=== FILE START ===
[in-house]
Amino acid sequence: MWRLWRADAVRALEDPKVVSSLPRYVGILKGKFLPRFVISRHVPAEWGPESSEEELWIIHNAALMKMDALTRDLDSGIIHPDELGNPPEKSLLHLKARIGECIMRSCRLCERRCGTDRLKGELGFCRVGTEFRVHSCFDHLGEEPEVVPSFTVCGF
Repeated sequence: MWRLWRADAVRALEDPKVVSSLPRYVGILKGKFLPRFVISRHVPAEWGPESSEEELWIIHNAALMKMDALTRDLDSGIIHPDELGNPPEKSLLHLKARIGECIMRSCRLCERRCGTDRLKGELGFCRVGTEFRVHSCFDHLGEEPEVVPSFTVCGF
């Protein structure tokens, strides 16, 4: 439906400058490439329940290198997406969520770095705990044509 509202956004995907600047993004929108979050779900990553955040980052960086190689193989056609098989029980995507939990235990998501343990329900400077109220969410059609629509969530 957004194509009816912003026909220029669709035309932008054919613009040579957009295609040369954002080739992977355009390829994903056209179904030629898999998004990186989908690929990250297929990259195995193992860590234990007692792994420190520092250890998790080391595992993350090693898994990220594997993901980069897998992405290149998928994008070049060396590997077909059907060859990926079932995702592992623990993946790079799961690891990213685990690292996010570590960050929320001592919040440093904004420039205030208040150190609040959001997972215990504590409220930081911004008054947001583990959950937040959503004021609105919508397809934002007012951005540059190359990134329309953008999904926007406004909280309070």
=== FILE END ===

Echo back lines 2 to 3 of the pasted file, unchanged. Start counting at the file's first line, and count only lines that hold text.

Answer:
Amino acid sequence: MWRLWRADAVRALEDPKVVSSLPRYVGILKGKFLPRFVISRHVPAEWGPESSEEELWIIHNAALMKMDALTRDLDSGIIHPDELGNPPEKSLLHLKARIGECIMRSCRLCERRCGTDRLKGELGFCRVGTEFRVHSCFDHLGEEPEVVPSFTVCGF
Repeated sequence: MWRLWRADAVRALEDPKVVSSLPRYVGILKGKFLPRFVISRHVPAEWGPESSEEELWIIHNAALMKMDALTRDLDSGIIHPDELGNPPEKSLLHLKARIGECIMRSCRLCERRCGTDRLKGELGFCRVGTEFRVHSCFDHLGEEPEVVPSFTVCGF